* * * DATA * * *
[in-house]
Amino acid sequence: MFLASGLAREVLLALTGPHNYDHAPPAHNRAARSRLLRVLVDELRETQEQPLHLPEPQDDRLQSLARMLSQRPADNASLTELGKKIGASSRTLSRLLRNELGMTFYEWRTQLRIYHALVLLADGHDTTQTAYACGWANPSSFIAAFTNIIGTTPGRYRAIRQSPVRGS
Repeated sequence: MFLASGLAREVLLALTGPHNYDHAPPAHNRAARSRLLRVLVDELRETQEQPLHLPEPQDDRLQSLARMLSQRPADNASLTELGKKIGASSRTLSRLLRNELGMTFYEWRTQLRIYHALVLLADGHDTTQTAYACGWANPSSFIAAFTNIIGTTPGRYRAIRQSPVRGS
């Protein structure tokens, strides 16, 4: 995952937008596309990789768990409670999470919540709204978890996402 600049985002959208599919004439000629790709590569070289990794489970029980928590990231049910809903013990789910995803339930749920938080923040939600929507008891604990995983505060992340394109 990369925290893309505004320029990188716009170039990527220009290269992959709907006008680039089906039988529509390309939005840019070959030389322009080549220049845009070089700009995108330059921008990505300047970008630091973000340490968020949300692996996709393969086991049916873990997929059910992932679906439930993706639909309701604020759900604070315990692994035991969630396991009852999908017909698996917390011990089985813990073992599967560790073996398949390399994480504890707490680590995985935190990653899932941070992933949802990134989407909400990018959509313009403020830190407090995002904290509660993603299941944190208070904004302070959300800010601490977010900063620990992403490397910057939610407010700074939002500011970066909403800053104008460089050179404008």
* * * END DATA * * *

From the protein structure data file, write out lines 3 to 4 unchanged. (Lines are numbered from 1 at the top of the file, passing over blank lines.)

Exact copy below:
Repeated sequence: MFLASGLAREVLLALTGPHNYDHAPPAHNRAARSRLLRVLVDELRETQEQPLHLPEPQDDRLQSLARMLSQRPADNASLTELGKKIGASSRTLSRLLRNELGMTFYEWRTQLRIYHALVLLADGHDTTQTAYACGWANPSSFIAAFTNIIGTTPGRYRAIRQSPVRGS
């Protein structure tokens, strides 16, 4: 995952937008596309990789768990409670999470919540709204978890996402 600049985002959208599919004439000629790709590569070289990794489970029980928590990231049910809903013990789910995803339930749920938080923040939600929507008891604990995983505060992340394109 990369925290893309505004320029990188716009170039990527220009290269992959709907006008680039089906039988529509390309939005840019070959030389322009080549220049845009070089700009995108330059921008990505300047970008630091973000340490968020949300692996996709393969086991049916873990997929059910992932679906439930993706639909309701604020759900604070315990692994035991969630396991009852999908017909698996917390011990089985813990073992599967560790073996398949390399994480504890707490680590995985935190990653899932941070992933949802990134989407909400990018959509313009403020830190407090995002904290509660993603299941944190208070904004302070959300800010601490977010900063620990992403490397910057939610407010700074939002500011970066909403800053104008460089050179404008």